Oscar Wilde? Irishmen? Australian? Scot? Apocryphal?
Dear Quote Investigator: The prominent English actor and author Stephen Fry once said something about Oscar Wilde that I found fascinating:
Oscar Wilde, and there have been few greater and more complete lords of language in the past thousand years, once included with a manuscript he was delivering to his publisher, a compliments slip in which he’d scribbled the injunction, “I’ll leave you to tidy up the woulds and shoulds, wills and shalls, thats and whichs etc.”
This remark was made during a program about language that is available on YouTube, and Fry’s claim can be heard around 1 minute and 45 seconds into the audio [SFYV] [SFLE]. However, I have yet to find any support for this assertion. Can you?
Quote Investigator: There is evidence that Oscar Wilde asked the editor of his novel, The Picture of Dorian Gray, to carefully examine his use of “wills” and “shalls” in the text and change them if necessary. The novel was published in 1891 by Ward, Lock, and Company after it initially appeared in Lippincott’s Monthly Magazine in 1890. Coulson Kernahan who worked for the book publisher wrote a memoir that discussed his interactions with Wilde during the preparation of the manuscript [OWCK]:
When The Picture of Dorian Grey was in the press, Wilde came in to see me one morning.
“My nerves are all to pieces,” he said, “and I’m going to Paris for a change. Here are the proofs of my novel. I have read them very carefully, and I think all is correct with one exception. Like most Irishmen, I sometimes write ‘I will be there,’ when it should be ‘I shall be there,’ and so on. Would you, like a dear good fellow, mind going through the proofs, and if you see any ‘wills’ or ‘shalls’ used wrongly, put them right and then pass for press? Of course, if you should spot anything else that strikes you as wrong, I’d be infinitely obliged if you would make the correction.”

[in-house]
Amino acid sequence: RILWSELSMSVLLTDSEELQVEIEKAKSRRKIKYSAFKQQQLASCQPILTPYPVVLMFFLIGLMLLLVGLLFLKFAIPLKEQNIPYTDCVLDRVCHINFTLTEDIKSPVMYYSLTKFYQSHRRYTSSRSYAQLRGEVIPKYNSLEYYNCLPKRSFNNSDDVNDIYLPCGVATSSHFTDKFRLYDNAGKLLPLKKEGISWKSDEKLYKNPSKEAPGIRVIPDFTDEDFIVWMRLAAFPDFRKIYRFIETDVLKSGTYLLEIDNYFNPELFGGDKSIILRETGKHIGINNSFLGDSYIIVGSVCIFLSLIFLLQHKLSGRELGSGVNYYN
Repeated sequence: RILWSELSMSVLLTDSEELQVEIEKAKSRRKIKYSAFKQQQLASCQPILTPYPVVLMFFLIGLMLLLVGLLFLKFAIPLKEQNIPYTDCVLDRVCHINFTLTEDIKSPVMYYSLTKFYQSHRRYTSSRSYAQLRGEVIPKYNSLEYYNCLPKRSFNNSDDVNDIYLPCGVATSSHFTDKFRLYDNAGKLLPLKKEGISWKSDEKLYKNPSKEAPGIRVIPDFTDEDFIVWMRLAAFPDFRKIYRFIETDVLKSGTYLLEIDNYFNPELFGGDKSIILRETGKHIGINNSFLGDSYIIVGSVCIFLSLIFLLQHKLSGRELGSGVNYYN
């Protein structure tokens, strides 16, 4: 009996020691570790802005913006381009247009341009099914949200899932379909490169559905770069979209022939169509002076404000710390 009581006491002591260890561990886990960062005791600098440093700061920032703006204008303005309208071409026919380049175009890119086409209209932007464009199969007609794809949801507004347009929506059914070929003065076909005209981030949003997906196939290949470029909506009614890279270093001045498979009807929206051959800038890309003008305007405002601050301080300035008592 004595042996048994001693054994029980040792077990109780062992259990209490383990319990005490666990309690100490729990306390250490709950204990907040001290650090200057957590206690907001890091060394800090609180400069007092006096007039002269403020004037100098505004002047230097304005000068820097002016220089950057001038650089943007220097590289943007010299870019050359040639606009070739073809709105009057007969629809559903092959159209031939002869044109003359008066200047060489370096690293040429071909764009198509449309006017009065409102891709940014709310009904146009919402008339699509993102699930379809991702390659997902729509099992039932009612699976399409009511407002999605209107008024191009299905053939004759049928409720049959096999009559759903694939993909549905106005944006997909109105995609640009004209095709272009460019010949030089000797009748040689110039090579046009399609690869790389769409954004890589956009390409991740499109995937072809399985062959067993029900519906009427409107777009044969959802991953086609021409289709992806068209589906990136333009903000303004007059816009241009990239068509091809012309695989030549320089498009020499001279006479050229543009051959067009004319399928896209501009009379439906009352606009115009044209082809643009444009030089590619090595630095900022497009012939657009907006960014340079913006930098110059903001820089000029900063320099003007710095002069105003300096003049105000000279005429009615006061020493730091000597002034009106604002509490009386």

I agreed, went through proofs, made the necessary alterations, and passed for press.
The word ‘Grey’ is used in the passage above instead of the expected ‘Gray’ because Kernahan used ‘Grey’ when he specified the title of Wilde’s work. The personal recollections of Kernahan were printed in 1917 and included anecdotes about other figures, e.g., Algernon Charles Swinburne, Theodore Watts-Dunton, and Edward Whymper.
Another piece of evidence showing Wilde’s lack of assuredness in this grammatical domain is contained in a personal letter he sent to his friend Robert Ross in 1898. Wilde asked Ross to examine and correct his “woulds” and “shoulds,” and his “wills” and “shalls.” The details are presented immediately below.
Here are additional selected citations in chronological order.